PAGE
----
A couple of weeks ago I was invited to be part of a group of bloggers who got the change to screen Dr Seuss’ The Lorax and then sit in roundtable interviews with several cast members and crew. Meaning, I got to meet icons like Betty White and Danny DeVito, who plays the Lorax and, as such, “speaks for the trees.”
Danny DeVito was dead on as the Lorax. So much so, that the producers at Universal couldn´t imagine anyone else playing his part so well in the Spanish, Italian, German and Russian versions. They decided that not only should DeVito speak for the trees as the Lorax, but also for those of who watch the dubbed versions. Universal asked him if he would do those versions-knowing fully well he wasn´t fluent in any of those languages!-and DeVito graciously agreed to take the multilingual plunge! He actually had to do five versions (not including the English one!) because he did both the Castillian and the Mexican Spanish ones!
We asked him all about this experience and why he would even go through the trouble of doing it. Watch this video where you can see him with the Spanish voice coach and hear his español; then read on for an entertaining excerpt of our interview.
How long did it take you to learn the four languages?
Danny DeVito: Oh, well, here’s the thing about that. I didn’t learn the languages. I’m the guy in school who went and took Latin forever and just couldn’t even say open the door. I speak very little Italian from just the home slang. And it wouldn’t ever, ever fly as a dub job for Italy.
So, the way I did it was I had two translator expert people who know the language and all the inflections and the proper way to say the words. And then, I had another person from the country in the booth. We had the picture in English with my voice. And what I wanted to do was make sure I got the performance big time, and also, they were there to police the pronunciation so that the inflections were right.
So, I did Spanish twice because one of them, you speak with it. They don’t even say Thneed. They say something else because Thneed, it would be some word you don’t want to say probably.
And then, the Italian was really fun. And the German turned out to be one of the most challenging right away.
Imagine you’re climbing Mt. Everest, right, and you’re at this certain place where it’s a flat spot and you can still see the peak up there. That was Russian. I said, are you crazy? And it was some points in time where I did the dubbing stage for days and you get up to go get a coffee or a tea or a something and ask yourself, “What do you do?”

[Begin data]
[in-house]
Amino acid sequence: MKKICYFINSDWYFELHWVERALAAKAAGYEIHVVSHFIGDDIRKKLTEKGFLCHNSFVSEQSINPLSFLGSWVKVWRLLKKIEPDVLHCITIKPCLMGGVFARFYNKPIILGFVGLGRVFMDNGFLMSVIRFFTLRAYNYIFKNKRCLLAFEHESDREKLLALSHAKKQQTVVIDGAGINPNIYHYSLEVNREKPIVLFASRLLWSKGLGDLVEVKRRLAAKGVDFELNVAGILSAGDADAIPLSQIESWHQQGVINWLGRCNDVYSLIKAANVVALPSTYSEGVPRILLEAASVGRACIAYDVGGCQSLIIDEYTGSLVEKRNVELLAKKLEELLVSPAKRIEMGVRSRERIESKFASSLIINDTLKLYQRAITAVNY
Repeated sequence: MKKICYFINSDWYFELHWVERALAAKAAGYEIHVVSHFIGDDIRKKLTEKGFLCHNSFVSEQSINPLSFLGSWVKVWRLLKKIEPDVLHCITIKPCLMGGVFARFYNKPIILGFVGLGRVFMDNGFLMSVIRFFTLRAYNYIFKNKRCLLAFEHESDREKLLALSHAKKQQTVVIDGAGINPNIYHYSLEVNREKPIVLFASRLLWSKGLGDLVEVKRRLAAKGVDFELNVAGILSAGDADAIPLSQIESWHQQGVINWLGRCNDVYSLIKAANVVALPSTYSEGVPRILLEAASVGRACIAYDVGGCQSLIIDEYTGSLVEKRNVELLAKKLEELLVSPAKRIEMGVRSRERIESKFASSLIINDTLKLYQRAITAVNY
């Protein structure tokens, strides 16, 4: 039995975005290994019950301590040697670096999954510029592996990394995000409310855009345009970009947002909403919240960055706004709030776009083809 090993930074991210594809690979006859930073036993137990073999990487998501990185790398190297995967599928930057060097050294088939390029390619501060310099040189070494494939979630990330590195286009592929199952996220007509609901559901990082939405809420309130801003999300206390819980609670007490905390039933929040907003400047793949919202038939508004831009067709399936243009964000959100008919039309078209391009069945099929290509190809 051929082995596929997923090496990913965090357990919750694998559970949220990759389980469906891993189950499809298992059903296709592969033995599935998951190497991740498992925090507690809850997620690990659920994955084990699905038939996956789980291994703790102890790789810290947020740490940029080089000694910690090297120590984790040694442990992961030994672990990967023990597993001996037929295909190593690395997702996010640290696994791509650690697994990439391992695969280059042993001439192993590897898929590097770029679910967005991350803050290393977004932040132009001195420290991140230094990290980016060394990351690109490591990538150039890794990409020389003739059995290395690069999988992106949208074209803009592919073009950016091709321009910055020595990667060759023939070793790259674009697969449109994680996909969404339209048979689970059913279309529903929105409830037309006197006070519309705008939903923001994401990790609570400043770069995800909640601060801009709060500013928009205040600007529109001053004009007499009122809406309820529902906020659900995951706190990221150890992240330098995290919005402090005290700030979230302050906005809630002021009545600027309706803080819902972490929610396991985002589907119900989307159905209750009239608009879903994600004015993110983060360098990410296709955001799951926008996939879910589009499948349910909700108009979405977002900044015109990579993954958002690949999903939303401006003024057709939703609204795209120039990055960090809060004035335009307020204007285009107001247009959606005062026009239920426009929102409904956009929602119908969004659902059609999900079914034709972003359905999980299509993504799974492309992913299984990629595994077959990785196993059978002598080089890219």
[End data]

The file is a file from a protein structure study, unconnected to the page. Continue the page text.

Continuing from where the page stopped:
But they’re going to appreciate it. And it wound up sounding really good. I’ve heard a lot of it. I play it back a lot. I’m very, I don’t know what you call it – I guess a perfectionist. But, you really want to make sure you’re doing it.
And I had these two poor people on the other side of me repeating it and saying the lines over and over again and me looking at the phonetic spelling.
Why did you decide to go through the trouble?
Danny DeVito: First of all, I like to do different things. I like to challenge myself. And I knew it wasn’t going to be a piece of cake.
Once I got it in my head that I was going to do it, I said, I’m not going back out now. I’m going to just go.
You’ve taken your clothes off and you’re ready to dive in the river. You’re not going to back off.
My whole family was saying, boy, that’s really great. Imagine going to dinner one night and thinking, I’ve got cold feet, I don’t really want to do it, it’s going to take too long.
But, I had great people with me and I stuck to it, and it worked out good. And I’m going to see it in Russia and in March I’m going to go see it in Russia and Spain and Germany and Italy.
Dr. Seuss’ The Lorax (El Lórax) hits theaters this Friday, March 2nd. You won´t want to miss this one, trust me. Watch and share The Lorax trailer on Facebook, plus watch clips, play games, get free mobile downloads and download printables.
Check out our giveaway for a chance to win a prize bundle which includes a copy of Dr. Seuss’ The Lorax book in Spanish, plus other fabulous goodies.
What dialect was he using? I noticed when he was saying “ahora me llamas” he said it like a Colombian.